What does a city look like at night from a hill top?
The last evening of the year that has just gone by provided me the opportunity to get that look.
On a whim, Vasanth and I decided to take a path less taken on 31.
We had an invitation to check out an all-night programme organised by a bunch of Thamizh writers and local artists in the Sri Karaneeswarar Koil zone in Saidapet.
This is a New Year-eve event which has been held for some years now - sale of books, on-the-spot painting, book releases, folk art and poetry readings.
What caught my attention were the traditionally designed houses that pockmarked the inner streets here.
We crawled out of west Saidapet and hit Butt Road - our destination, the hill of saint Thomas.
As we drove, very slowly around the base of the hill, little, lighted stars which hung from the inner courtyards or drawing rooms of houses on the fringe showed up. As we climbed up, the stars got a better life in the 11 p.m. darkness. From one house, the strains of Christmas carols escaped on to the kutcha road.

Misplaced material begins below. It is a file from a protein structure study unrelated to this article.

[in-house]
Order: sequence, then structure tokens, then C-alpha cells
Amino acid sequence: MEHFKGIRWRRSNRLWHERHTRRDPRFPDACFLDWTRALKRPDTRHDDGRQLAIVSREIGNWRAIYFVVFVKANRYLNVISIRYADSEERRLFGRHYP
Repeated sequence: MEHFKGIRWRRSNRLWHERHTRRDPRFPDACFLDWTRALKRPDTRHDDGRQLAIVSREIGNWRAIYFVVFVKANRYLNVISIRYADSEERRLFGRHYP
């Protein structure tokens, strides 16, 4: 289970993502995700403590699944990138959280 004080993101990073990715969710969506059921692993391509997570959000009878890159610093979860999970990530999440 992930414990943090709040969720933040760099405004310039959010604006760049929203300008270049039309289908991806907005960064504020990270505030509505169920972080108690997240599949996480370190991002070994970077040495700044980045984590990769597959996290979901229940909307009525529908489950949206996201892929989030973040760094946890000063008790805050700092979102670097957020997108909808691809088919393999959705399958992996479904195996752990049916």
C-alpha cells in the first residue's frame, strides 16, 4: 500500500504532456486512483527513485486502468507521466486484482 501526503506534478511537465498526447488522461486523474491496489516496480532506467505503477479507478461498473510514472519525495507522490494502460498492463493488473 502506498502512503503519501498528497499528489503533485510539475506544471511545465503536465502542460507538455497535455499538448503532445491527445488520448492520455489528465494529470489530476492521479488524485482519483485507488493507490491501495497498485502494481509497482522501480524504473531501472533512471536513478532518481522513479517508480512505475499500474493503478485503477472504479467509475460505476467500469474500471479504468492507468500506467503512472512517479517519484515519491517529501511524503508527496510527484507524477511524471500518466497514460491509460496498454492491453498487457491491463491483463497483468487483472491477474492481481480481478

I was tempted to ring up Customs officer Richard - he and his folks have lived on the mount for many, many years and sharing a glass of homemade wine would have been most appropriate.
I didn't call - perhaps the family would be preparing to go for Holy Mass at St. Patrick's.
More lighted stars, dangling from the gates and corridors of the many Christian institutions on this mount greeted us - this was indeed Christmasland. The best such sight I had enjoyed before was the legendary Moore Market, now no more.
Then came the first eyesore - dozens of gaudy, green tubelights, dozens of stars of all sizes and a few stuffed Santa images, all part of what was called the Christmas park.
At the top of the mount, we expected quiet, stillness and darkness. But the second eyesore greeted us - a shocking excavation close to the historic little church, granite paved floors on the mount and a garish open-air stage.
We fled to the serene side of the mount - Vasanth wanted to greet the nuns of the Home for Abandoned Children. It was peaceful here - the kids had all gone to bed. From the edge we gazed at a city bathed in orange, cars, buses and bikes crawling about madly and a faint roar from the distant airport.
The mount, that night had a life of its own.